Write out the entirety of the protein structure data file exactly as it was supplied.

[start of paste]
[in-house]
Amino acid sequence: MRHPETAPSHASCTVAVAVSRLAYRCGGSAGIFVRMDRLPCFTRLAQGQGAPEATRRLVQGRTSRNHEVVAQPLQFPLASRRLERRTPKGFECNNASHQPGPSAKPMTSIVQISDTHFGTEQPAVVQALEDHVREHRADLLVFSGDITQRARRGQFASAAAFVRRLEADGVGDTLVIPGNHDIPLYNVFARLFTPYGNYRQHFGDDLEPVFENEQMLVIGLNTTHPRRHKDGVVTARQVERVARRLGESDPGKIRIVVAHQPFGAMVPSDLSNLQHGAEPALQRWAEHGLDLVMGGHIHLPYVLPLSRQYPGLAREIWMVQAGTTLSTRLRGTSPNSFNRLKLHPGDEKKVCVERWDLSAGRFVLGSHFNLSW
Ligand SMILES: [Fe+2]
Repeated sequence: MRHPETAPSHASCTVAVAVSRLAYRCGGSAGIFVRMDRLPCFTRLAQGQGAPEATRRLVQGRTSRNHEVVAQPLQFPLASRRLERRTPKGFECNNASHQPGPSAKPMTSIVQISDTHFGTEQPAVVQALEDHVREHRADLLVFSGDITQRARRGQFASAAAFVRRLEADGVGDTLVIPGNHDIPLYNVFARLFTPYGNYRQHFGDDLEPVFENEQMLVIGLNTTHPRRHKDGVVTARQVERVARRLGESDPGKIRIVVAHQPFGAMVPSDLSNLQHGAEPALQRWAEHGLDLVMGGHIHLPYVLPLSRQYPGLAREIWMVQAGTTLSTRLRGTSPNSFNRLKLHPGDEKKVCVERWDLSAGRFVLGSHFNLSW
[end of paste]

[in-house]
Amino acid sequence: MRHPETAPSHASCTVAVAVSRLAYRCGGSAGIFVRMDRLPCFTRLAQGQGAPEATRRLVQGRTSRNHEVVAQPLQFPLASRRLERRTPKGFECNNASHQPGPSAKPMTSIVQISDTHFGTEQPAVVQALEDHVREHRADLLVFSGDITQRARRGQFASAAAFVRRLEADGVGDTLVIPGNHDIPLYNVFARLFTPYGNYRQHFGDDLEPVFENEQMLVIGLNTTHPRRHKDGVVTARQVERVARRLGESDPGKIRIVVAHQPFGAMVPSDLSNLQHGAEPALQRWAEHGLDLVMGGHIHLPYVLPLSRQYPGLAREIWMVQAGTTLSTRLRGTSPNSFNRLKLHPGDEKKVCVERWDLSAGRFVLGSHFNLSW
Ligand SMILES: [Fe+2]
Repeated sequence: MRHPETAPSHASCTVAVAVSRLAYRCGGSAGIFVRMDRLPCFTRLAQGQGAPEATRRLVQGRTSRNHEVVAQPLQFPLASRRLERRTPKGFECNNASHQPGPSAKPMTSIVQISDTHFGTEQPAVVQALEDHVREHRADLLVFSGDITQRARRGQFASAAAFVRRLEADGVGDTLVIPGNHDIPLYNVFARLFTPYGNYRQHFGDDLEPVFENEQMLVIGLNTTHPRRHKDGVVTARQVERVARRLGESDPGKIRIVVAHQPFGAMVPSDLSNLQHGAEPALQRWAEHGLDLVMGGHIHLPYVLPLSRQYPGLAREIWMVQAGTTLSTRLRGTSPNSFNRLKLHPGDEKKVCVERWDLSAGRFVLGSHFNLSW